More Qa Qaa Hitting the Fan
A BUZZFLASH READER CONTRIBUTION
Even more Qa Qaa is hitting the fan now.
In an absolute bombshell appearnce on CNN tonight with Aaron Brown,
chief UN weapons inspector David Kay was asked to view the local
affiliate in Minneapolis's video that showed troops from the 101st
Airborne opening sealed weapons bunkers at Al Qa Qaa on April 18,
one month AFTER the start of the war, and it couldn't possibly have
been more devastating.
I'm paraphrasing here, but this is the absolute gist of what was said:
Aaron Brown: "Now, help us out here. What are we looking at?
an IAEA seal on this bunker?"
David Kay: "That's exactly what it is. In all my years in Iraq,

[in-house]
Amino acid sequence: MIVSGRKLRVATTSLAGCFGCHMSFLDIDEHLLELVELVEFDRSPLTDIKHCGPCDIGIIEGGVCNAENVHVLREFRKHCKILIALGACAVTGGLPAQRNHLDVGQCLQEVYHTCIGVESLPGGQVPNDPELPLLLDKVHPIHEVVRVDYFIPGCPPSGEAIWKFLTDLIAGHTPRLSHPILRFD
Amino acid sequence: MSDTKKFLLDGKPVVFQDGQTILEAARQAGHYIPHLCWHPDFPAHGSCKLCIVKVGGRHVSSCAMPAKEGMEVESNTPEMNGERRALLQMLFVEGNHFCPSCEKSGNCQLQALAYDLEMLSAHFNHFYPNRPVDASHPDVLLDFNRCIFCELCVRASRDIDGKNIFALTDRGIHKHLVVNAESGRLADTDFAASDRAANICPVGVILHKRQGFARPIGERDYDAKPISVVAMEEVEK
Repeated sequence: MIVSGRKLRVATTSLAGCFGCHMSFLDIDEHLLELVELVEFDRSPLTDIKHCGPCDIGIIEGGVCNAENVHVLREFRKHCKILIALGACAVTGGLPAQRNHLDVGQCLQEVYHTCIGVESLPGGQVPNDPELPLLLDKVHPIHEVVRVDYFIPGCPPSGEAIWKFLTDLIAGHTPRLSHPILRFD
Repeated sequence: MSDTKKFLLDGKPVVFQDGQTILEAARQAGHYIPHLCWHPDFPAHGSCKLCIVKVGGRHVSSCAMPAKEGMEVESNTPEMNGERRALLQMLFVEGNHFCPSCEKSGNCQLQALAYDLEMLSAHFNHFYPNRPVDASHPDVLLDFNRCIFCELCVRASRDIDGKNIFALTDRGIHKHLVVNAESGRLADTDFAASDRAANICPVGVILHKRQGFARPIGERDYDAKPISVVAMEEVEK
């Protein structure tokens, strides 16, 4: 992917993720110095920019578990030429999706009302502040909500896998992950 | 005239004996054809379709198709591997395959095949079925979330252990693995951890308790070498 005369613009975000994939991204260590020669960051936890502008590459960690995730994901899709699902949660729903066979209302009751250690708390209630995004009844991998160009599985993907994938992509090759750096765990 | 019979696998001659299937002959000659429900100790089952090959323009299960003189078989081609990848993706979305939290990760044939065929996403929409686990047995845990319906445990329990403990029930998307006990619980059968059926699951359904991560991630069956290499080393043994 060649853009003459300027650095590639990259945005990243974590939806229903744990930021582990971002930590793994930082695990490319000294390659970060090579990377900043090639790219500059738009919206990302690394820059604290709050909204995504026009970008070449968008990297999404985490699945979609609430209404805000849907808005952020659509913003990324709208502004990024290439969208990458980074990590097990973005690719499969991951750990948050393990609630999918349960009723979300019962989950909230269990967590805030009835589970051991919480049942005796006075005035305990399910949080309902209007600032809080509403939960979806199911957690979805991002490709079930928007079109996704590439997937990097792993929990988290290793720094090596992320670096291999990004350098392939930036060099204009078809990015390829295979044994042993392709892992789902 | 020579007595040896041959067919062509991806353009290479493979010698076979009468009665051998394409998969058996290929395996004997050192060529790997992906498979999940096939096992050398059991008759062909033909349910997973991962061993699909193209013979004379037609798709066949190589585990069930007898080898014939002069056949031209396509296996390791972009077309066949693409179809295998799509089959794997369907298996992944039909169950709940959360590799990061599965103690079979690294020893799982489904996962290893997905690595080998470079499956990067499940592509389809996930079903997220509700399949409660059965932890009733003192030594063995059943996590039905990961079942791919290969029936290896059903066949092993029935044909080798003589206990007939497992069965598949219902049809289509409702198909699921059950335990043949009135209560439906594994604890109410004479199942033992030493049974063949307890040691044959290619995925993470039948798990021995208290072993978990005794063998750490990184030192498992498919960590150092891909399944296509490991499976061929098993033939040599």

never seen a site padlocked like this, except by the IAEA."
(With a wirecutter a young man cuts through the wire that seals
the entrance to this weapons bunker. Inside, everywhere you look
tons and tons of boxes and packages----and drums of stuff, many clearly
AB: "Okay, we're inside the bunker now, and there are all these
drums of something---presumably explosives all over the place here,
DK: "Three countries supplied HMX to Iraq, and one of those
put it in
round drums, like what you see here."
(The camera peers inside one of these cylindrical drums and the
viewer sees curious looking round cylinders of cellophane (or something)
AB: "Okay, what is that?
DK: "That's HMX."
AB: "Without a doubt?"
DK: "Without a doubt."
[BuzzFlash Note: The actual transcripts were posted here.]
Later, Mr. Kay went on to say that his team had
discovered this site way